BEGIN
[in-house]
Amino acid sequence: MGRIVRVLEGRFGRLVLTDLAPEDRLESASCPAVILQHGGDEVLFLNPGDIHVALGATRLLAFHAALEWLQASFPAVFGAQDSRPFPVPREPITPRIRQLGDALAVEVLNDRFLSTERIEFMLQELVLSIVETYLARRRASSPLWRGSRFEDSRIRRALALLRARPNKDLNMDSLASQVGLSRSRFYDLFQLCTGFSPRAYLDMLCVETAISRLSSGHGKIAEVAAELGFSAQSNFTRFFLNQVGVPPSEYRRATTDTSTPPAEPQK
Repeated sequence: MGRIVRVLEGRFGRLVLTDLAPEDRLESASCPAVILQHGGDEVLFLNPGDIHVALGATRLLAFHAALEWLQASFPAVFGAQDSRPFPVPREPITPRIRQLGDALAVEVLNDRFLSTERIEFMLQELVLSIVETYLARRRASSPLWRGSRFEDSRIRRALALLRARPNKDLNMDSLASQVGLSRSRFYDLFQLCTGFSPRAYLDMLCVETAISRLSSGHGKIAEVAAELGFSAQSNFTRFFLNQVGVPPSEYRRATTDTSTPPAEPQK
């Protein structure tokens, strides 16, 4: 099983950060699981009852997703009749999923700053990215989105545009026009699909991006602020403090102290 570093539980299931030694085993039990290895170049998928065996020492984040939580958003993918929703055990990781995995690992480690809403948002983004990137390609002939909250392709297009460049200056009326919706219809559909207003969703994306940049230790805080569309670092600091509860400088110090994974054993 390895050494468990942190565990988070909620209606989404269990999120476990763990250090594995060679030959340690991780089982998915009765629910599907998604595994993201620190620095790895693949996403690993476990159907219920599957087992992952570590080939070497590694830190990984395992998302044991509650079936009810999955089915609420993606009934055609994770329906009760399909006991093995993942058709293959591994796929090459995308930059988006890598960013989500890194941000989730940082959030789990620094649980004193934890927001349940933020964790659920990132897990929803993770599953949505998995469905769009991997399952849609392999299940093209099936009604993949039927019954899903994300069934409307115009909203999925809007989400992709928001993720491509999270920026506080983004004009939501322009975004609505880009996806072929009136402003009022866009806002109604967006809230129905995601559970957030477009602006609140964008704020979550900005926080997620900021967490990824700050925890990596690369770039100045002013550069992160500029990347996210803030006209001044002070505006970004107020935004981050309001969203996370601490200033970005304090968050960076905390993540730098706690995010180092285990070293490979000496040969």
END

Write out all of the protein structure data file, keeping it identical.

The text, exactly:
[in-house]
Amino acid sequence: MGRIVRVLEGRFGRLVLTDLAPEDRLESASCPAVILQHGGDEVLFLNPGDIHVALGATRLLAFHAALEWLQASFPAVFGAQDSRPFPVPREPITPRIRQLGDALAVEVLNDRFLSTERIEFMLQELVLSIVETYLARRRASSPLWRGSRFEDSRIRRALALLRARPNKDLNMDSLASQVGLSRSRFYDLFQLCTGFSPRAYLDMLCVETAISRLSSGHGKIAEVAAELGFSAQSNFTRFFLNQVGVPPSEYRRATTDTSTPPAEPQK
Repeated sequence: MGRIVRVLEGRFGRLVLTDLAPEDRLESASCPAVILQHGGDEVLFLNPGDIHVALGATRLLAFHAALEWLQASFPAVFGAQDSRPFPVPREPITPRIRQLGDALAVEVLNDRFLSTERIEFMLQELVLSIVETYLARRRASSPLWRGSRFEDSRIRRALALLRARPNKDLNMDSLASQVGLSRSRFYDLFQLCTGFSPRAYLDMLCVETAISRLSSGHGKIAEVAAELGFSAQSNFTRFFLNQVGVPPSEYRRATTDTSTPPAEPQK
């Protein structure tokens, strides 16, 4: 099983950060699981009852997703009749999923700053990215989105545009026009699909991006602020403090102290 570093539980299931030694085993039990290895170049998928065996020492984040939580958003993918929703055990990781995995690992480690809403948002983004990137390609002939909250392709297009460049200056009326919706219809559909207003969703994306940049230790805080569309670092600091509860400088110090994974054993 390895050494468990942190565990988070909620209606989404269990999120476990763990250090594995060679030959340690991780089982998915009765629910599907998604595994993201620190620095790895693949996403690993476990159907219920599957087992992952570590080939070497590694830190990984395992998302044991509650079936009810999955089915609420993606009934055609994770329906009760399909006991093995993942058709293959591994796929090459995308930059988006890598960013989500890194941000989730940082959030789990620094649980004193934890927001349940933020964790659920990132897990929803993770599953949505998995469905769009991997399952849609392999299940093209099936009604993949039927019954899903994300069934409307115009909203999925809007989400992709928001993720491509999270920026506080983004004009939501322009975004609505880009996806072929009136402003009022866009806002109604967006809230129905995601559970957030477009602006609140964008704020979550900005926080997620900021967490990824700050925890990596690369770039100045002013550069992160500029990347996210803030006209001044002070505006970004107020935004981050309001969203996370601490200033970005304090968050960076905390993540730098706690995010180092285990070293490979000496040969």